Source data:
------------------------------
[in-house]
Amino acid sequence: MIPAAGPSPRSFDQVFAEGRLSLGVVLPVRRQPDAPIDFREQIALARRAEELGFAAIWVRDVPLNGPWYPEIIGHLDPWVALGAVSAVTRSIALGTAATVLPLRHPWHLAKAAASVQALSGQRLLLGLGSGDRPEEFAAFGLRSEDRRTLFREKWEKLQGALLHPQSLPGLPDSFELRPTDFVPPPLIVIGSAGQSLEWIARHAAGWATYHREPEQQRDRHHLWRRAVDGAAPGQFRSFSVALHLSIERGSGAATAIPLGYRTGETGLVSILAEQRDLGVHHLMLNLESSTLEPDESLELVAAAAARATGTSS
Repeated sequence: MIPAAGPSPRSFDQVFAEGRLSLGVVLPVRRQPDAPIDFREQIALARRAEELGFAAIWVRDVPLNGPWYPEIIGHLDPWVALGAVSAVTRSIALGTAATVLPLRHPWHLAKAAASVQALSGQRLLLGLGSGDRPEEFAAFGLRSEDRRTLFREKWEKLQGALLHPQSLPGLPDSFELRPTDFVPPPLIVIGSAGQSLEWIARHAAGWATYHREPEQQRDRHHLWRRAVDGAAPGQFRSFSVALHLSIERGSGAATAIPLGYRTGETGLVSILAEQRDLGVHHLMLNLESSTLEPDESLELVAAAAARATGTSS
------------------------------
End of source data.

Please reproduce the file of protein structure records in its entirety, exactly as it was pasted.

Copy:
[in-house]
Amino acid sequence: MIPAAGPSPRSFDQVFAEGRLSLGVVLPVRRQPDAPIDFREQIALARRAEELGFAAIWVRDVPLNGPWYPEIIGHLDPWVALGAVSAVTRSIALGTAATVLPLRHPWHLAKAAASVQALSGQRLLLGLGSGDRPEEFAAFGLRSEDRRTLFREKWEKLQGALLHPQSLPGLPDSFELRPTDFVPPPLIVIGSAGQSLEWIARHAAGWATYHREPEQQRDRHHLWRRAVDGAAPGQFRSFSVALHLSIERGSGAATAIPLGYRTGETGLVSILAEQRDLGVHHLMLNLESSTLEPDESLELVAAAAARATGTSS
Repeated sequence: MIPAAGPSPRSFDQVFAEGRLSLGVVLPVRRQPDAPIDFREQIALARRAEELGFAAIWVRDVPLNGPWYPEIIGHLDPWVALGAVSAVTRSIALGTAATVLPLRHPWHLAKAAASVQALSGQRLLLGLGSGDRPEEFAAFGLRSEDRRTLFREKWEKLQGALLHPQSLPGLPDSFELRPTDFVPPPLIVIGSAGQSLEWIARHAAGWATYHREPEQQRDRHHLWRRAVDGAAPGQFRSFSVALHLSIERGSGAATAIPLGYRTGETGLVSILAEQRDLGVHHLMLNLESSTLEPDESLELVAAAAARATGTSS